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Revision 33137 of let

  • Revision slug: JavaScript/Reference/Statements/let
  • Revision title: let
  • Revision id: 33137
  • Created:
  • Creator: tehsis
  • Is current revision? No
  • Comment 4 words removed

Revision Content

{{ Non-standard_header() }} {{ js_minversion_header("1.7") }}

Summary

Declares a local variable, optionally initializing it to a value.

Syntax

let definition:

let var1 [= value1] [, var2 [= value2]] [, ..., varN [= valueN]];

let expression:

let (var1 [= value1] [, var2 [= value2]] [, ..., varN [= valueN]]) expression;

let statement:

let (var1 [= value1] [, var2 [= value2]] [, ..., varN [= valueN]]) statement;

Parameters

Parameter Description
var1, var2, …, varN Variable name. It can be any legal identifier.
value1, value2, …, valueN Initial value of the variable. It can be any legal expression.
expression Any legal expression.
statement Any legal statement.

Description

let allows you to declare variables, limiting its scope to the block, statement, or expression on which is used. This is unlike the var keyword, which defines a variable globally, or local to an entire function regardless of block scope.

Examples

A let expression limit the scope of the variable declared only in that expression.

var a = 5;
let(a = 6) alert(a); // 6
alert(a); // 5

 Used inside a block, let limits the variable's scope to that block. Note the difference between var which its scope is inside the function where is declared

var a = 5;
var b = 10;
if (a === 5) {
  let a = 4; // The scope is inside the if-block
  var b = 1; // The scope is inside the function

  console.log(a);  // 4
  console.log(b);  // 1
} 
console.log(a); // 5
console.log(b); // 1  

You can use the let keyword to bind variables locally in the scope of for loops instead of using a global variable (defined using var) for that.

for (let i = 0; i<10; i++) {
  alert(i); // 1, 2, 3, 4 ... 9
}

alert(i); // i is not defined

See also

{{ languages( { "ja": "ja/JavaScript/Reference/Statements/let"} ) }}

Revision Source

<p>{{ Non-standard_header() }} {{ js_minversion_header("1.7") }}</p>
<h2>Summary</h2>
<p>Declares a local variable, optionally initializing it to a value.</p>
<h2>Syntax</h2>
<p><code>let</code> definition:</p>
<pre class="brush: js">let var1 [= value1] [, var2 [= value2]] [, ..., varN [= valueN]];
</pre>
<p><code>let</code> expression:</p>
<pre class="brush: js">let (var1 [= value1] [, var2 [= value2]] [, ..., varN [= valueN]]) expression;
</pre>
<p><code>let</code> statement:</p>
<pre class="brush: js">let (var1 [= value1] [, var2 [= value2]] [, ..., varN [= valueN]]) statement;
</pre>
<h2>Parameters</h2>
<table class="standard-table" style=""> <thead> <tr> <th scope="col">Parameter</th> <th scope="col">Description</th> </tr> </thead> <tbody> <tr> <td><code>var1</code>, <code>var2</code>, …, <code>varN</code></td> <td>Variable name. It can be any legal identifier.</td> </tr> <tr> <td><code>value1</code>, <code>value2</code>, …, <code>valueN</code></td> <td>Initial value of the variable. It can be any legal expression.</td> </tr> <tr> <td><code>expression</code></td> <td>Any legal <a href="/en/JavaScript/Guide/Expressions_and_Operators#Expressions" title="en/JavaScript/Guide/Expressions and Operators#Expressions">expression</a>.</td> </tr> <tr> <td><code>statement</code></td> <td>Any legal <a href="/en/JavaScript/Reference/Statements" title="en/JavaScript/Reference/Statements">statement</a>.</td> </tr> </tbody>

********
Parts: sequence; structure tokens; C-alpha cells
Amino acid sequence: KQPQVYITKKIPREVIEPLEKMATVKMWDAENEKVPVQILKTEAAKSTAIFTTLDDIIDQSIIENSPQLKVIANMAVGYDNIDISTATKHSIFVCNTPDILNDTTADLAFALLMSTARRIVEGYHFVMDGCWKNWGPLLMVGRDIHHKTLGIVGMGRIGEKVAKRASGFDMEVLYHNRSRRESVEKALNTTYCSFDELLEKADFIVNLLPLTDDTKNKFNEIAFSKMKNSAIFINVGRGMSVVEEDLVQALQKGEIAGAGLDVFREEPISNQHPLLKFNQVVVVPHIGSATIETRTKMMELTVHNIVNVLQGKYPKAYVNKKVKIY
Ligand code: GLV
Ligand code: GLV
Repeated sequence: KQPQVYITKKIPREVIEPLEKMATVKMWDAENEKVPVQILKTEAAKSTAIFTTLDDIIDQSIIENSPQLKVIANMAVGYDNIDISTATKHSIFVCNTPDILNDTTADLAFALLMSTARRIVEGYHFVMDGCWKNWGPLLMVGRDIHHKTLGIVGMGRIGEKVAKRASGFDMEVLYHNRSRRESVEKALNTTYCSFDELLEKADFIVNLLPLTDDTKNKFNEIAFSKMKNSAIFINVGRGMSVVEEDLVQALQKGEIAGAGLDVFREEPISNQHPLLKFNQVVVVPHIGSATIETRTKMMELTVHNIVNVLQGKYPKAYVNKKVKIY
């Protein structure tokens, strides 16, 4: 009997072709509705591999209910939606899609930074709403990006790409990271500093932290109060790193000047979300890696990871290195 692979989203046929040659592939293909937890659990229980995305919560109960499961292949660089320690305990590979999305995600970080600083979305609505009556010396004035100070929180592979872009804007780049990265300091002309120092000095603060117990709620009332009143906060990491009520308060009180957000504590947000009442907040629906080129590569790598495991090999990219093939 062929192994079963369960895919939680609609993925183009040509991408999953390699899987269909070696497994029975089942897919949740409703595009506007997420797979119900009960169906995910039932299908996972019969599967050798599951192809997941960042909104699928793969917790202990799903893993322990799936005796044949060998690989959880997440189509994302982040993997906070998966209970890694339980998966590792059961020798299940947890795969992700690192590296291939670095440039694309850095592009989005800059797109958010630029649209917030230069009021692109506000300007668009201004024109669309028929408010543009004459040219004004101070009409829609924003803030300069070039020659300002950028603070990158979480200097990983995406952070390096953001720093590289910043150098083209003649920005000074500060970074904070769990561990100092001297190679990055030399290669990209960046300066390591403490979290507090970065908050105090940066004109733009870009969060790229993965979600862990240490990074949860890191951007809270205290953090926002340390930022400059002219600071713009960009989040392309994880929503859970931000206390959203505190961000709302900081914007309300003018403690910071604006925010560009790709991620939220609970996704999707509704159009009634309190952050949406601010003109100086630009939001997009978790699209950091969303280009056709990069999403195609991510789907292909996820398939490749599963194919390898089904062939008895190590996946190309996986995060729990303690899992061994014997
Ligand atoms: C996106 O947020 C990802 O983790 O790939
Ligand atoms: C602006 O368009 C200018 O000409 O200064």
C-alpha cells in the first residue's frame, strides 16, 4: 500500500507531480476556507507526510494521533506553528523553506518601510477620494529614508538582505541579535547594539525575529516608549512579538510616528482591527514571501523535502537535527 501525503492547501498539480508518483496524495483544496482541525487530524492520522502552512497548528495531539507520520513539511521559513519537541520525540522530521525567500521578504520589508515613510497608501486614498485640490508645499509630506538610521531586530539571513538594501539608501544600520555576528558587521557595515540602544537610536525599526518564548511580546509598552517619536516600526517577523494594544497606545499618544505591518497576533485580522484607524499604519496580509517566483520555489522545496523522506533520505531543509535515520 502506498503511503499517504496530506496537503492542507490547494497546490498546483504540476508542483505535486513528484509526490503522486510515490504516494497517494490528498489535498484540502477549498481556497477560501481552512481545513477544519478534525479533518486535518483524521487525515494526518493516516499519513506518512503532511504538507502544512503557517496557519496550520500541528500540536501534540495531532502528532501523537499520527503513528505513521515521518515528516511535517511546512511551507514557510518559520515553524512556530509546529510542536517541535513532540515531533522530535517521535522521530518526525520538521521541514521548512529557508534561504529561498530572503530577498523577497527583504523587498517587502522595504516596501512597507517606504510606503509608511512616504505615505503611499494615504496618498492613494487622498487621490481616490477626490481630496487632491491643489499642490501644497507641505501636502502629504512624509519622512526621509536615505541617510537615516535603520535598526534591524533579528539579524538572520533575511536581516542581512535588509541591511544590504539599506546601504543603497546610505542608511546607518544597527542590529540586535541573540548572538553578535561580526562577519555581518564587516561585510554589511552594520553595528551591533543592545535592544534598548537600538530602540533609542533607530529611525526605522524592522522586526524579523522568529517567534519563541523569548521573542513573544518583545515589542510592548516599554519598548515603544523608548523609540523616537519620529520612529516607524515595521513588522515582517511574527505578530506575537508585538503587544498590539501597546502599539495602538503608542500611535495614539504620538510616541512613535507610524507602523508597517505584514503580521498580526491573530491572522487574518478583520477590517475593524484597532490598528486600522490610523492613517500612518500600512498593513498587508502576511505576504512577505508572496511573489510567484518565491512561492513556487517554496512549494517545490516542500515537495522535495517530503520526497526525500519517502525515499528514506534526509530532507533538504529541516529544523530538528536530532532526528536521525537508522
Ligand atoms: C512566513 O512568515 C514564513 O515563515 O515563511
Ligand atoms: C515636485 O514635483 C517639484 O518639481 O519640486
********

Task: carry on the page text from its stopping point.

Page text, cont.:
</table>
<h2>Description</h2>
<p><code>let</code> allows you to declare variables, limiting its scope to the block, statement, or expression on which is used. This is unlike the <a href="/en/JavaScript/Reference/Statements/var" title="en/JavaScript/Reference/Statements/var"><code>var</code></a> keyword, which defines a variable globally, or local to an entire function regardless of block scope.</p>
<h2>Examples</h2>
<p>A <em>let expression</em> limit the scope of the variable declared only in that expression.</p>
<pre class="brush: js">var a = 5;
let(a = 6) alert(a); // 6
alert(a); // 5
</pre>
<p> Used inside a block, <em>let</em> limits the variable's scope to that block. Note the difference between <em>var </em>which its scope is inside the function where is declared</p>
<pre class="brush: js">var a = 5;
var b = 10;
if (a === 5) {
  let a = 4; // The scope is inside the if-block
  var b = 1; // The scope is inside the function

  console.log(a);  // 4
  console.log(b);  // 1
} 
console.log(a); // 5
console.log(b); // 1  
</pre>
<p>You can use the <em>let</em> keyword to bind variables locally in the scope of for loops instead of using a global variable (defined using <em>var</em>) for that.</p>
<pre class="brush: js">for (let i = 0; i&lt;10; i++) {
  alert(i); // 1, 2, 3, 4 ... 9
}

alert(i); // i is not defined

</pre>
<h2>See also</h2>
<ul> <li><a href="/en/JavaScript/Reference/Statements/var" title="en/JavaScript/Reference/Statements/var"><code>var</code></a></li> <li><a href="/en/JavaScript/Reference/Statements/const" title="en/JavaScript/Reference/Statements/const"><code>const</code></a></li> <li><a href="/en/JavaScript/New_in_JavaScript/1.7#Block_scope_with_let_(Merge_into_let_Statement)" title="en/JavaScript/New in JavaScript/1.7#Block scope with let (Merge into let Statement)">New in JavaScript 1.7</a></li>
</ul>
<p>{{ languages( { "ja": "ja/JavaScript/Reference/Statements/let"} ) }}</p>
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